OK, I’ll be honest, I’m not the kind of guy who sits down with a novel and reads all day.
I don’t like reading something unless there’s a purpose to it, other than simple entertainment.
So my bookshelf is typically filled with edifying material; such as programming primers and books covering scientific, astronomical and historical topics.
So Gaia: A New Look at Life on Earth, very much falls into the genres I prefer to fill my head with.
I’ve been trawling around for some time trying to find something definitive on the Gaia Hypothesis, other than the abridged and often interpreted sources to be found on the internet.
I had a sort of preconceived idea of what I was going to be reading; a strange mix of mysticism and science that would in all likelihood only further cloud the idea of what the Gaia Hypothesis is really all about.
So you can imagine my surprise when I eventually read the book, which to a large degree is nothing like I imagined.
You can say many things about James Lovelock, but what you couldn’t say is that he’s not honest, respectful of criticism – no matter how harsh – and modest, often to a fault.
What I found refreshing is his modesty and how he has on occasion interwoven some quite scathing attacks on his ideas and somehow found value in almost every one of them.
The way that Lovelock presents the Gaia Hypothesis as a collective effort is also worthy. Rather than seeing the hypothesis as his own, my interpretation is that he sees his efforts as a sort of rendering and processing of the many efforts of his contemporaries.
A measure of the man, I’m sure.
However, having recently read an excerpt from a book by the self-professed father of the video game, Ralph H. Baer, I’m not sure whether worthy character traits are so rare in the rarified and heady heights of science and engineering.
While Baer is at times the typically brash and boastful American, he too isn’t in least bit pained to acknowledge the efforts of those around him, regardless of what these people might think of him in return, much like Lovelock.
While the book does dip into technical minutia and couched scientific in-speak from time to time, with the odd graph and chart to add weight to an argument while filling the head of the layman with meaningless chemical symbols, there’s little room for the fanciful romanticism or mysticism that I felt must been associated with his work, which is exactly the kind of thing I expected.
Whether my preconceived ideas were the result of the varying quality excerpts garnered from the internet and other sources, or whether I had just built up my own ideas of what I was to read, I just don’t know.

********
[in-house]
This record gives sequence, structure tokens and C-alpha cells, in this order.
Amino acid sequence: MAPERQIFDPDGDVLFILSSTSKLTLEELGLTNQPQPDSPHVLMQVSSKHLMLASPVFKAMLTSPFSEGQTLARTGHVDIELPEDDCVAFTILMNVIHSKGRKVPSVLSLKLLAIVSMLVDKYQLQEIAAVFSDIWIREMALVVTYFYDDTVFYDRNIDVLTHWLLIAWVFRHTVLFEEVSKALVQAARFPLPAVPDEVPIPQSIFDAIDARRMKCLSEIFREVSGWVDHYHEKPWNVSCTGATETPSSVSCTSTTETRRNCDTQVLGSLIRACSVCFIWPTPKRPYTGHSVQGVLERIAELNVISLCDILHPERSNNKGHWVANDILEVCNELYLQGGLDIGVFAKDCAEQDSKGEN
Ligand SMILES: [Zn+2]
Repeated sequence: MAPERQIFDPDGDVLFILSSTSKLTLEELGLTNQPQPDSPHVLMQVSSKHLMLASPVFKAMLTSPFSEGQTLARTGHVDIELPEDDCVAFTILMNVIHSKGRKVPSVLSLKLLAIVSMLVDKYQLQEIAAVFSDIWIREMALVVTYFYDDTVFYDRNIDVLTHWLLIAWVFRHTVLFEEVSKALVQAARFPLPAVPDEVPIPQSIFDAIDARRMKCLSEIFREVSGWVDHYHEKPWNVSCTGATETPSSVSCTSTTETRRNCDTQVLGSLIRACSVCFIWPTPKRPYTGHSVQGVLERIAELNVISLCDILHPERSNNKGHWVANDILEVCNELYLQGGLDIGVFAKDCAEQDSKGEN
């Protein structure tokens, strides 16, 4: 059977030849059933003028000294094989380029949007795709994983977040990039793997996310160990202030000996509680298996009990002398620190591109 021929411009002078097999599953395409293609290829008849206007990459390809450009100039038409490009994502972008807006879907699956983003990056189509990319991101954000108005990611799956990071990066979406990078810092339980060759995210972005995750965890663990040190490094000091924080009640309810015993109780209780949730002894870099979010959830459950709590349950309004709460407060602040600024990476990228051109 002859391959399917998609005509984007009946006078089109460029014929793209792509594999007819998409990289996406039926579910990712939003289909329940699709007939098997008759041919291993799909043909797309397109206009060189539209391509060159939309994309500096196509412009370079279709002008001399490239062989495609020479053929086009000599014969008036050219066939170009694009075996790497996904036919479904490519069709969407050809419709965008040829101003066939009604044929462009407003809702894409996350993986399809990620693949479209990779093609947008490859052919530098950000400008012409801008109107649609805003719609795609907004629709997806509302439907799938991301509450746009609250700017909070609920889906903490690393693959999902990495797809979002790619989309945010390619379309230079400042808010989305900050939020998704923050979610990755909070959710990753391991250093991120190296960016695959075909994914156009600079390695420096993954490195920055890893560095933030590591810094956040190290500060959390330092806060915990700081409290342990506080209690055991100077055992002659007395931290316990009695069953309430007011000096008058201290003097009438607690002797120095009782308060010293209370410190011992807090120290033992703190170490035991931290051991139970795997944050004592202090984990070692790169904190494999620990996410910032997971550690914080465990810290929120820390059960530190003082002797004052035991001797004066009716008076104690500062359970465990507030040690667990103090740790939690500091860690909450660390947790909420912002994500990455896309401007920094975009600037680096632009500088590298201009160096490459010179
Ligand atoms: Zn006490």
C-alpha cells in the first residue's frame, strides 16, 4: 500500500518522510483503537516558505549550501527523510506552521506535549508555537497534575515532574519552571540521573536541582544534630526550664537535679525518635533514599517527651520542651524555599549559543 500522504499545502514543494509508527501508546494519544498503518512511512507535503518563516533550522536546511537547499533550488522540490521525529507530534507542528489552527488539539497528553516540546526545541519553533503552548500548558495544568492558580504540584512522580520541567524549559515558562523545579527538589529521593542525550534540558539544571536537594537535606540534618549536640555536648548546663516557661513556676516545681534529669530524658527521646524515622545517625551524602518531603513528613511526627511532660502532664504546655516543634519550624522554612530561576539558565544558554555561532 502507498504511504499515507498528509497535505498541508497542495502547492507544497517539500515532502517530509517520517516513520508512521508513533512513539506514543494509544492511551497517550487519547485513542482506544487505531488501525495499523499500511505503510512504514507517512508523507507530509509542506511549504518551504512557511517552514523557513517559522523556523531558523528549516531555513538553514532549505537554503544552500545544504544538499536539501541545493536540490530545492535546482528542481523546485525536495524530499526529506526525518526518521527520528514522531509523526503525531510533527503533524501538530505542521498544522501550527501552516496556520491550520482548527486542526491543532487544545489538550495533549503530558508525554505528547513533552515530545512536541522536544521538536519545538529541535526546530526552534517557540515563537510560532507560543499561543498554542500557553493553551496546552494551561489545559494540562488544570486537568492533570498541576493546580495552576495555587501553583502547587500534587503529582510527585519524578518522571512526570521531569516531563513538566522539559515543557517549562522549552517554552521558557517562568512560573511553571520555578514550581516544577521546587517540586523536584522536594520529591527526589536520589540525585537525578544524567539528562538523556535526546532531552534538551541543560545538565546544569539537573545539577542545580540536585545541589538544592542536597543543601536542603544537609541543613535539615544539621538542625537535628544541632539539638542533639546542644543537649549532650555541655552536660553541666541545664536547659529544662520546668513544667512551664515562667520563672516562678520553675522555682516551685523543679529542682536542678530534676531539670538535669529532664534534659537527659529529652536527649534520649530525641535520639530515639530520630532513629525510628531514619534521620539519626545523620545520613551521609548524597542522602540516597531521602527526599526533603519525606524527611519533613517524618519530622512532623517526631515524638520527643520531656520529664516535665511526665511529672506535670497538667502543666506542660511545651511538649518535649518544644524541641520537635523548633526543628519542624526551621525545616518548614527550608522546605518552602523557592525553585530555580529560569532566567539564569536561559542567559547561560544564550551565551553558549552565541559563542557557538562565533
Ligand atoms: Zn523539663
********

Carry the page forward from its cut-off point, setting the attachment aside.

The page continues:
To be honest, I’m not sure and I’m not sure that it matters too much, either.
Instead, you’re taken on a journey whereby Lovelock explains the many varied influences that have led him to his hypothesis and the various people and events that have caused him to refine his ideas.
Some of the most disparate and seemingly unrelated sources often form the very basis of his hypothesis. But then again, the Gaia Hypothesis is vastly overarching and interdisciplinary, in hindsight, that was always going to be the case.
Put simply – and I must stress the very simplistic nature of what I’m about to say – the Gaia Hypothesis is the proposal that if life exists, then life will thrive and exist in abundance.
Further, the Earth is not a collection of separate spaces, or ‘biospheres’, but instead a collective of biospheres that interact with one another on a very deep and fundamental level.
Such is the massively deep nature of their relationship that Lovelock puts forward an worthy case for a self-regulating but non intelligent super-organism that is Gaia.
And there I feel is the seed of the mysticism I may well have foreseen. It’s easy to misinterpret such an idea as meaning a maternal force of life that exhibits the properties of a deity, but this simply isn’t the case.
What struck me most was Lovelocks dismissive asides directed against our conscious and indirect efforts at polluting our world.
He goes on to speak of several instances in which other organisms generate much more harmful ingredients than anything man could hope to create.
In reading this book, my own theories have been confirmed, principally that we are now the custodians of this planet and that it is now our role to watch over all life and manage the world for successive generations to enjoy.
Throughout this book, there is a vein of hope for our adventurous but otherwise foolish species.
And there is also a warning that if we don’t change our ways, we will damage the environment we rely on for our very existence…